I have not been very faithful the last couple of weeks in my writing. The reason for that is largely because I have been immersed in writings by and about Jonathan Edwards (1703-1758). Jonathan Edwards is most known for his sermon “Sinners in the Hands of an Angry God.” This is, of course, in a way unfortunate, as the breadth of the Edwardsian corpus is much broader than this one sermon.
One of the aspects of his life that I am intrigued by is how he lived out his calling as a minister. I, at times, wonder if this was simply contextually and temporally specific, or if there is something to ministry that we’ve lost.
It cannot be denied that the world of eighteenth century New England was very different from our contemporary contexts. However, in many other ways, there were great similarities. Edwards struggled with his congregation to overcome their spiritual apathy, he dealt with teenage pregnancies in his congregation, and people that little interest in helping those less fortunate. Regardless of whether it is the year 2012, the year 1712, or the year 12, human nature is relatively consistent.
As a parish minister, Jonathan Edwards not only composed a large body of sermons, but also letters and theological books and articles. Edwards was a venerable theologian, and as a theologian he was also very clearly connected to the church.
One thing that I have consistently encountered during my formal education is a growing division between theory and practice. Those who engage in “practice” argue that they don’t have to know theory because it is “empty head knowledge.” Furthermore, those who are engaged in theory sometimes lack any practical interest as they are interested in intramural academics. This all contributes to a strong distinction between theoreticians and practitioners. Although in Christianity there is a rapidly growing distrust of knowledge and education, this phenomenon is not limited to the Church and occurs in many arenas.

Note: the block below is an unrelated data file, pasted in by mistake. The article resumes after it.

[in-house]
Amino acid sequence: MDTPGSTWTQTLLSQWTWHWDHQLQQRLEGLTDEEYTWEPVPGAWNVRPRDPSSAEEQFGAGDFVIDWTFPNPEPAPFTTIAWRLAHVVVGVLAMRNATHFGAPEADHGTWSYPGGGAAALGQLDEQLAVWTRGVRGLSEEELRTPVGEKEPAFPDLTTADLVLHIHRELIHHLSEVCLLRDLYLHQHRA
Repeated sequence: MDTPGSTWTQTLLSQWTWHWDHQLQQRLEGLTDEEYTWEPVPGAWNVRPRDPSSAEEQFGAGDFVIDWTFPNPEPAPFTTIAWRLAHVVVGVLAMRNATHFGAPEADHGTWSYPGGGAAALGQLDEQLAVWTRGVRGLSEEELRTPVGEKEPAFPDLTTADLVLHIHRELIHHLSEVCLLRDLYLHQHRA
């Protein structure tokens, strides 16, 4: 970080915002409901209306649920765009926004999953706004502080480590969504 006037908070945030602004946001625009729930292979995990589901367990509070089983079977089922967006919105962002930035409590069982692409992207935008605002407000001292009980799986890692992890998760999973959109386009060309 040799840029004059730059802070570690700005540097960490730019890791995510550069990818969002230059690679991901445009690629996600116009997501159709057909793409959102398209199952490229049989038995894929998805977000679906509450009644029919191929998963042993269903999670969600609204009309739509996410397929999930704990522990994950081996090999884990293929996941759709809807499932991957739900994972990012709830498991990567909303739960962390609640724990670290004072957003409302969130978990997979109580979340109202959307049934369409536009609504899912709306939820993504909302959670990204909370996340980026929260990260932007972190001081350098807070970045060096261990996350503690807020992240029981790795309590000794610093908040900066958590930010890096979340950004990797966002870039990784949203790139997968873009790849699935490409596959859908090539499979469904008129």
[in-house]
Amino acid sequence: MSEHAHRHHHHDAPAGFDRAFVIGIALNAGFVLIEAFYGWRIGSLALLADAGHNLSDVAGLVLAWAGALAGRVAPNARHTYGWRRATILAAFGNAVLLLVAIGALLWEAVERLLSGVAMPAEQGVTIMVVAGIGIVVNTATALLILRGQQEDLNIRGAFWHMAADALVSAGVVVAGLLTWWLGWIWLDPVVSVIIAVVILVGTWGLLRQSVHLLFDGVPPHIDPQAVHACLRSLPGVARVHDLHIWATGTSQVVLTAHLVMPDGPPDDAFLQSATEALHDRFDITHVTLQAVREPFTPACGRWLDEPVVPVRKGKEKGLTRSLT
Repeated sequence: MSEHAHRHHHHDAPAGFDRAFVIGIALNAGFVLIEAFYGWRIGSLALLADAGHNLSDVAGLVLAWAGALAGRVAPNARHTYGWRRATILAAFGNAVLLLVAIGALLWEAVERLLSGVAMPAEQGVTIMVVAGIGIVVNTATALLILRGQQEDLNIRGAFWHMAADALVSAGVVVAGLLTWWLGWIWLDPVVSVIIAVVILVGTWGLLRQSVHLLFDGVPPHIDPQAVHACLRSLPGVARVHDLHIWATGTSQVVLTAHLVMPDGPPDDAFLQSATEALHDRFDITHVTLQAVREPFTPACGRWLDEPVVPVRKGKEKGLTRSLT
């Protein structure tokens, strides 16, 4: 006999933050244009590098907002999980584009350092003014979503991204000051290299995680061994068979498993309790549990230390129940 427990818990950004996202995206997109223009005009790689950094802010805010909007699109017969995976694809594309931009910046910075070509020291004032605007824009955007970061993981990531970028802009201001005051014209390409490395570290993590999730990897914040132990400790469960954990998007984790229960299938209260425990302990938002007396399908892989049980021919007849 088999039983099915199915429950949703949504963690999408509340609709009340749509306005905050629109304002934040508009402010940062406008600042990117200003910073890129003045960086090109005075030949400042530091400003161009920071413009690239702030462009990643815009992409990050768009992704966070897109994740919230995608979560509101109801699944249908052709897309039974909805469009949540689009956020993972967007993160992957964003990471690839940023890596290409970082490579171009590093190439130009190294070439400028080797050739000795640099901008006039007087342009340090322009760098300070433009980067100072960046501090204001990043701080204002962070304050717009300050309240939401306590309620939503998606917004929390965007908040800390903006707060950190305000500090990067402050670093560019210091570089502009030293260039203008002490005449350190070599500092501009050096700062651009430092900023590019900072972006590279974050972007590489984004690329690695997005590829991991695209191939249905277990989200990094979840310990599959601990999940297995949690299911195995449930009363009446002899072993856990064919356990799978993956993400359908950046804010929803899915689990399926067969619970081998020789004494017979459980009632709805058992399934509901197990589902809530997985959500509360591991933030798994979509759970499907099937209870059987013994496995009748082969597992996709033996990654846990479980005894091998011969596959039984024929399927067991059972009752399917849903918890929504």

I, of course, come at this discussion with a master’s degree from a theological seminary. I also place a great deal of importance on highly educated clergy, and history has always placed an importance on educated clergy. This trend of lowly or uneducated clergy is of relatively late origin, and the anti-educational sentiment among some is recent as well. Although I am not sure which is the proverbial chicken and which is the egg, I see this as connected to this trend of divorcing the role of pastor and the role of theologian.
I have heard it argued that theologians do theological work, and pastors take care of things “which really matter to people.” This of course grieves me to my core. I am a person who both cares deeply about the church and the people of God and also loves theological work and study. I have always assumed that I would have to choose, either give up my passion for leading the church and teach in a seminary, or give up my interest in theological work and pastor a parish. I have at times felt as though my only choices where to ignore my heart or ignore my head.
This is what interests me about Jonathan Edwards because he was both a parish pastor who sought to make God real to his congregation week after week, as well as a theologian in his own right. This inspired my journey on reflecting on the minister as a theologian.
To be sure, I do not have a doctoral degree, and I do not argue that my theological credentials are the same as a professor at a seminary. However, I do see a minister as a theologian, albeït a theologian of a particular order.
In my denomination, the Reformed Church in America, we have four offices: Elder, Deacon, Minister of Word and Sacrament, and General Synod Professor of Theology. The fourth office (General Synod Professor of Theology) are teachers and theologians of the whole church, they are general theologians. However, Ministers of Word and Sacrament earn a master’s degree in divinity at a theological seminary and in the local church Ministers serve as “pastor and teacher” (as my denomination’s Book of Church Order defines the role of minister in a local church). If Ministers as parish pastors see themselves solely as practitioners or as professionals that deal with practical and “down to earth” matters and not theological work, our churches then are devoid of theology and the manufactured gap between theologians and pastors, between theoreticians and practitioners widens.